May 14, 2012

The Ryan Budget and Territorial Taxation

Have you looked at Paul Ryan’s budget?  Among its many proposals benefiting the ubber-rich at the expense of the poor, it calls for a shift away from our system of taxation based upon worldwide income.  In doing so, the plan would exempt from U.S. taxation foreign profits earned by multinational corporations.  This aspect of the proposal is little understood and has received almost no press coverage, but it speaks volumes about the lengths conservatives will go to enrich the 1%. 

Today, when a U.S. citizen earns interest on investments held in a foreign bank or trust, he’s required to report the income to the IRS, subjecting it to U.S. taxation.  The same is true for corporate profits booked by overseas subsidiaries.  However, tax lawyers and accountants have found sophisticated ways that the rich use to shield income and avoid such liabilities.  This is crucial to note and the subject of an earlier blog I wrote.  If you’re unfamiliar with the issue of transfer pricing, go to this link.  It will be worth your time. 

The problem with Ryan’s proposed shift to a territorial system of taxation goes beyond a loss of revenue, which would be substantial.  (The Tax Policy Center estimates that his plan will result in a $4.6 trillion shortfall in revenue by 2022--$10 trillion if the Bush tax cuts are retained as Ryan proposes).  In my mind, the more significant problem is that it will result in regulatory arbitrage.  What do I mean by that?  Have you ever noticed how many U.S. businesses incorporate in states (Delaware, for example) outside their places of operation?  They often do that in order to take advantage of a less intrusive regulatory environment.  AIG, for example, was able to choose its federal regulator and opted for the Office of Thrift Supervision (it had ingeniously purchased a small S&L to give itself the option).  AIG's management knew it would receive little sophisticated supervision as a result, which was part of the truth behind the company's implosion.  The OTS, which was familiar only with the simple business model of thrifts, was completely unprepared to regulate the complexity of AIG's businesses.  In a similar way, if we allow a shift to territorial taxation, it will encourage our multinational corporations to book more income in less intrusive tax havens and move their operations (and probably more jobs) offshore.  They will do it to enrich shareholders at the expense of workers.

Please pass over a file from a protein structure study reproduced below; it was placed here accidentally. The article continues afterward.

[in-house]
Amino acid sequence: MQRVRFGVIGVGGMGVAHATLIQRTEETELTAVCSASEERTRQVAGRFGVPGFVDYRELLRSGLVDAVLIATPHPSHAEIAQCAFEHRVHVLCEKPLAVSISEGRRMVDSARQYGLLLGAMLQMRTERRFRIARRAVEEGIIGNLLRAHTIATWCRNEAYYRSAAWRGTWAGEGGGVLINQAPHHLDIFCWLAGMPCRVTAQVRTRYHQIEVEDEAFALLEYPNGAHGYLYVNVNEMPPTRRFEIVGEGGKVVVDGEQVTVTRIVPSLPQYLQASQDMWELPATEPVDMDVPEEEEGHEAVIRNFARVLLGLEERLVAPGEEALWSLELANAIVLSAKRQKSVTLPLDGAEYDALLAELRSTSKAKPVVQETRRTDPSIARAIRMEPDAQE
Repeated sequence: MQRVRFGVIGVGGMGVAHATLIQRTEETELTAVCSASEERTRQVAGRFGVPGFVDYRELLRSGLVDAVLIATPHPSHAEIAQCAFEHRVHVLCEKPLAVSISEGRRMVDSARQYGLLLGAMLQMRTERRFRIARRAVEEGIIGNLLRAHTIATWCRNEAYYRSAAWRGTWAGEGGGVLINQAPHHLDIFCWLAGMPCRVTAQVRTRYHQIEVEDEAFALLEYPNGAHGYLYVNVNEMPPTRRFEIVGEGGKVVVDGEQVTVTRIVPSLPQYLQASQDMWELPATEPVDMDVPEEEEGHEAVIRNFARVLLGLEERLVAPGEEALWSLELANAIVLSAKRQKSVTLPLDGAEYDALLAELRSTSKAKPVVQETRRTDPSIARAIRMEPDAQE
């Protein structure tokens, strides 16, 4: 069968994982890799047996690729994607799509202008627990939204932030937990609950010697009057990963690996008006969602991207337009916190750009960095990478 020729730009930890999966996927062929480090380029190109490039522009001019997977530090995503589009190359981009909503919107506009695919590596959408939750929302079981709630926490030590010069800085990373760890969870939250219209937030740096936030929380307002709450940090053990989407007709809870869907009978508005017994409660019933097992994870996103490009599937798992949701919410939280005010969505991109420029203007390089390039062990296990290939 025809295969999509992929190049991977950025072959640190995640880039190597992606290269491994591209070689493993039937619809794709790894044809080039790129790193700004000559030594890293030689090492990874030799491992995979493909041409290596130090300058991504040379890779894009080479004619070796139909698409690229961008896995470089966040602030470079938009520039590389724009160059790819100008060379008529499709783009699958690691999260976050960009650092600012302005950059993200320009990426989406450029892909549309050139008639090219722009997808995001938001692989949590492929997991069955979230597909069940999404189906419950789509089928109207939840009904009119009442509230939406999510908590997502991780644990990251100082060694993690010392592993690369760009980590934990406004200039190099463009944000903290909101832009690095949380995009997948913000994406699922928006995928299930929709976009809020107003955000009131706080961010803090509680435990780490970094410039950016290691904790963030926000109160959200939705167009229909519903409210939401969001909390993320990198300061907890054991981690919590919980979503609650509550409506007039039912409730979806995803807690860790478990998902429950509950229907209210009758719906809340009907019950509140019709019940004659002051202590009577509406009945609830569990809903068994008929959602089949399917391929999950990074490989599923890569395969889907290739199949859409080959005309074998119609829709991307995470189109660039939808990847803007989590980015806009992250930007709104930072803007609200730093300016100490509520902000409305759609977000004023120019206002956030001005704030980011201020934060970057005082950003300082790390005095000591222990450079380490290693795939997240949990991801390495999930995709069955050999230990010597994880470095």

The proposal is moronic and must have been written by the Chamber of Commerce, which cares nothing about working class Americans.  The fact that Paul Ryan is pitching it is an indication that he and the other Republicans who support it are bought by moneyed interests and are party to the institutionalized corruption that jeopardizes the health of our nation.  What is painfully clear in all this is that a faction of America's leadership not only wants to reduce corporate income tax rates, but to eliminate it all together.  But conservatives have no middle ground.  Either corporations are people, in which case they must pay their fair share of income tax and help build the roads, schools and other public projects that benefit them, or they are not people and shouldn't be allowed to fund super pacs that give them the ability to buy elections and elected officials.  

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